Russia tells Ukraine gas prices could tripleBERLIN Russia is planning to triple its gas prices to Ukraine, prompting fears that the measures could influence Ukraine's parliamentary election campaign, according to officials in both countries.
Alexiy Miller, chairman of Russia's state-owned gas monopoly, Gazprom, has told his Ukrainian counterparts that the price could rise threefold. The increases would match world market prices and provide Gazprom with more revenue to finance its ambitious investment plans.
Russia charges Ukraine around $80 for 1,000 cubic meters of gas, which is well below world market prices.
"Russia intends to raise prices threefold. I hope both sides can find a compromise before the winter," said Boris Nemtsov, a former deputy prime minister of Russia and now adviser to the Ukrainian president, Viktor Yushchenko. "It could be a very difficult time for Ukraine in the coming months," Nemtsov said in an interview.
Elections in Ukraine are due next March, but already the political parties have begun campaigning for a Parliament that for the first time will have genuine powers based on the Western Europe parliamentary system. The powerful role of president will be sharply reduced.
These changes were agreed to during last December's peaceful Orange Revolution, which swept Yushchenko to power after he promised to end corruption, introduce economic changes and implement a more open and democratic political system that could eventually allow Ukraine to join the World Trade Organization, the European Union and NATO.
But a jump in energy costs could immediately lead to higher domestic and industrial prices, which analysts said could erode the popularity of the parties led by Yushchenko's Our Ukraine Party.
Those prices could also be exploited by the nationalist and socialist parties, whose candidate for president, the pro-Russian Viktor Yanukovich, was defeated by Yushchenko.
Agata Loskot, an energy expert at the Center for Eastern Studies in Warsaw, said Russia had often used energy as a means of political pressure on neighbors that depend on Russia for their energy needs. Ukraine imports a third of its energy from Russia. Another third comes from Turkmenistan and the remainder is produced from Ukraine's own resources.
But what may harm Yushchenko's campaign in the short term may eventually help the Ukrainian economy become more effective and put relations with Russia on a more transparent and accountable basis.
Loskot confirmed that Russia's decision to increase its energy prices to Ukraine could lead to a more transparent system between both countries. She said that "higher energy prices could really push forward much-needed reforms in Ukraine's energy sector."
The Ukrainian government heavily subsidizes energy prices for home and industrial use. The domestic consumer pays $27 per 1,000 cubic meters, while industry pays $60 to $80 per 1,000 cubic meters.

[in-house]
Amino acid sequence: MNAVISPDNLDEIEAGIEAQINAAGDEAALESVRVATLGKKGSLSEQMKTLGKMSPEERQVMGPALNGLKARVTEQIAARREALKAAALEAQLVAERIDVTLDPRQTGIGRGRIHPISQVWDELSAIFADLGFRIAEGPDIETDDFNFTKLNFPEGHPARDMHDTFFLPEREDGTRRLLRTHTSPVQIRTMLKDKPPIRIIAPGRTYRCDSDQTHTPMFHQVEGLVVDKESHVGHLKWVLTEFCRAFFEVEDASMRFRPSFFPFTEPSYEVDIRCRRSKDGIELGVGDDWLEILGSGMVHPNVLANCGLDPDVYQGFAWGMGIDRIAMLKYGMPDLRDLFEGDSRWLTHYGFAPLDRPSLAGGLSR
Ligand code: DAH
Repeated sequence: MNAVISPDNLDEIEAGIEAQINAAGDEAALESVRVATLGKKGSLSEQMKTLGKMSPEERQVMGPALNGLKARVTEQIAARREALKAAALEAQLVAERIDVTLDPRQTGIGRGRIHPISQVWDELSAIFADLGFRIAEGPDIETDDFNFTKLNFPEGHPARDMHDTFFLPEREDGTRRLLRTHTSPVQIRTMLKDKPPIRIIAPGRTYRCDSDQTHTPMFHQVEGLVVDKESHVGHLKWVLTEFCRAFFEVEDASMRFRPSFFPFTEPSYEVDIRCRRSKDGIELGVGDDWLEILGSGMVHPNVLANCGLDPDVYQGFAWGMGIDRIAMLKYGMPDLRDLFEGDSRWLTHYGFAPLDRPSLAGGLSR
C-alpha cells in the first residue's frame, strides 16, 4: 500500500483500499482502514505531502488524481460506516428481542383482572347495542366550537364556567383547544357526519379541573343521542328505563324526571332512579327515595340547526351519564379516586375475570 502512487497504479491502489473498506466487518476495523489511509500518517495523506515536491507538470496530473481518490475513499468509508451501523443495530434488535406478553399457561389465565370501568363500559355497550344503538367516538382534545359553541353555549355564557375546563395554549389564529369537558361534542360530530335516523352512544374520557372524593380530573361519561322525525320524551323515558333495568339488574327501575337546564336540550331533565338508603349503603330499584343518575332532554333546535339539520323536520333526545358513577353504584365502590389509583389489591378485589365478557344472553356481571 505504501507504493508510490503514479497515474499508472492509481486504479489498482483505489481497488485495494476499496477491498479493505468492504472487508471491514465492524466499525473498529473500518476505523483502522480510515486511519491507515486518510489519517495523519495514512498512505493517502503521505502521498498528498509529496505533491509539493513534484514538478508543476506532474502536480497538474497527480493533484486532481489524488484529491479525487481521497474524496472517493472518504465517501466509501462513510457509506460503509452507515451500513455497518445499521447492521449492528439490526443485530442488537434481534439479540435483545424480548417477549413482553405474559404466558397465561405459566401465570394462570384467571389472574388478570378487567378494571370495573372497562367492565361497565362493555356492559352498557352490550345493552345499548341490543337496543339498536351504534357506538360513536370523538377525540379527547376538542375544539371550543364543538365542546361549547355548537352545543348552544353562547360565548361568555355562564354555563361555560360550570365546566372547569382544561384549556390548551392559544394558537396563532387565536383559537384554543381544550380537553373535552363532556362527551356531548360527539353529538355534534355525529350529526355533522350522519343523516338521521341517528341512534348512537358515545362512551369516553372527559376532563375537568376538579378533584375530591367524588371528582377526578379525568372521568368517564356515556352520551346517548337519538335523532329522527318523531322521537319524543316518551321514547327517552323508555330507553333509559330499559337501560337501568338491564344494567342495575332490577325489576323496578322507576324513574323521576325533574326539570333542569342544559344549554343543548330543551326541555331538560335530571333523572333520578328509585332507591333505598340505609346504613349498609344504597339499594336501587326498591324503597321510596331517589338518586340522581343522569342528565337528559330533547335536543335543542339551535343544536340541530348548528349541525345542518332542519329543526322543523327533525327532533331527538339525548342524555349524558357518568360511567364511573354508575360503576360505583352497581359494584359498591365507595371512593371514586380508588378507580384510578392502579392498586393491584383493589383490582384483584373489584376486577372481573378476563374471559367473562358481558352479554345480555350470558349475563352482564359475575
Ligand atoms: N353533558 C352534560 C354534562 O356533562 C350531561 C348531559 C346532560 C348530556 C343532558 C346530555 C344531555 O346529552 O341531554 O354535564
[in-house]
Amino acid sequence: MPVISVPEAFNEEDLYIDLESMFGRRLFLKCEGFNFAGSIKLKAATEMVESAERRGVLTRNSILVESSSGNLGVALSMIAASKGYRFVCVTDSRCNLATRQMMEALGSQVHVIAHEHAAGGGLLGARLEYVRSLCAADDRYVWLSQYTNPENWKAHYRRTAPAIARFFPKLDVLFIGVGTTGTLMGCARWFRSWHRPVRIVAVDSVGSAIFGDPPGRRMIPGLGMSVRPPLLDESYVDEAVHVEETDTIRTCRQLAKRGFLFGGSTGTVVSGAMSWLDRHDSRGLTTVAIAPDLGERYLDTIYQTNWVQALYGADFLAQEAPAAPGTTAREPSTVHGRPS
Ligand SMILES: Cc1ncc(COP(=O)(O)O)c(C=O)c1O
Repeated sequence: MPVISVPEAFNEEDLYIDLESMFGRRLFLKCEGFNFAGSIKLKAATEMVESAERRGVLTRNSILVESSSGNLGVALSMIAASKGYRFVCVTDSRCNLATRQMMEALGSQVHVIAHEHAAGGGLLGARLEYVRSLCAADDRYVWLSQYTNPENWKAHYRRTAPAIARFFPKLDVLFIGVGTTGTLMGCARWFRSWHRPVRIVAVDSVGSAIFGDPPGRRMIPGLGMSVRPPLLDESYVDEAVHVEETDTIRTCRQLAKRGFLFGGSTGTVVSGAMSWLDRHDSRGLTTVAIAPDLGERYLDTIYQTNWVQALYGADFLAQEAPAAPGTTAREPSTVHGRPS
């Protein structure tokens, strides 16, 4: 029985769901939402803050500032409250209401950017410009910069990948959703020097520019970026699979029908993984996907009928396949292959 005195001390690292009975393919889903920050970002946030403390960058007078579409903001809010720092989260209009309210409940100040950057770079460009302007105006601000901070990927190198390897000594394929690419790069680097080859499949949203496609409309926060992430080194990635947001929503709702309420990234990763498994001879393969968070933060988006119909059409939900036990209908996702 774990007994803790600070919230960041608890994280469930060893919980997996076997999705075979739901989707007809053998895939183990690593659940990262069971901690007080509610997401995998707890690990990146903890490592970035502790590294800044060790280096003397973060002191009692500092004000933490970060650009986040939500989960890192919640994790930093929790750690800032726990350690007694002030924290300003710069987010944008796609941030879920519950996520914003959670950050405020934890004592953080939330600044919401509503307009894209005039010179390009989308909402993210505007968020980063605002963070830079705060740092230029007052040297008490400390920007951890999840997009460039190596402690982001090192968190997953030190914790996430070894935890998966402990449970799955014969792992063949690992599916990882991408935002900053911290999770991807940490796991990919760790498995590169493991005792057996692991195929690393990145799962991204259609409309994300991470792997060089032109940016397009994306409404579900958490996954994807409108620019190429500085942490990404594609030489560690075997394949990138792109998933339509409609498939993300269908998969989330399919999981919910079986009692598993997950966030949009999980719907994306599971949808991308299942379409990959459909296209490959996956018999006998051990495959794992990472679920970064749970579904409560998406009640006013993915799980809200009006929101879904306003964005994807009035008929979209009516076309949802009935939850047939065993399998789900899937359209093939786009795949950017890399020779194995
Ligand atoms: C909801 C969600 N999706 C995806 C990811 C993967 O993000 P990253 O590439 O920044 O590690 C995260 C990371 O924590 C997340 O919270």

The European Bank for Reconstruction and Development said such low prices encouraged waste and inefficiency. The bank published a report on the matter last May in which it said: "Improving energy efficiency remains a key issue in Ukraine. Energy intensity in 2002 is estimated to have been approximately three times higher than the average of the 25 European Union members."
Ivan Poltevets, an energy expert at the independent Institute for Economic Research and Policy Consulting in Kiev, said that for many years Russia's energy supplies to Ukraine were "paid in kind, not cash. Payments were usually offset by transit costs charged by Ukraine."
Over 90 percent of Russian gas destined for Europe is sent via Ukraine's transit route. If Russia raises its energy exports to Ukraine, Ukraine said it would also increase its transit fees.
Poltevets said costs for energy imports and transit charges "were never transparent. There was never a strong system of accountability." Last month, Ukraine admitted to hoarding 8 billion cubic meters of Russian gas that was supposed to be exported to Europe.
After Yushchenko was sworn in as president last January, he announced plans to "monetarize" the relationship between Gazprom and the Ukrainian side that would end the system of offsetting Russian energy imports against transit costs. So far, however, both countries have stuck with the old, opaque trading system.
Russia has in the past used its vast energy resources as one of its prime foreign policy instruments to exert pressure on neighboring countries.
Three years ago, it stopped gas supplies to Belarus as a means of putting pressure on Belarus to sell an important stake of its energy sector to Russia.
Russia earlier this year also threatened to cut off energy supplies to the government of Moldova in a bid to influence the outcome of parliamentary and presidential elections. The government in Moldova has for the past decade been trying to prevent the pro-Russian region of Transnistria from breaking away.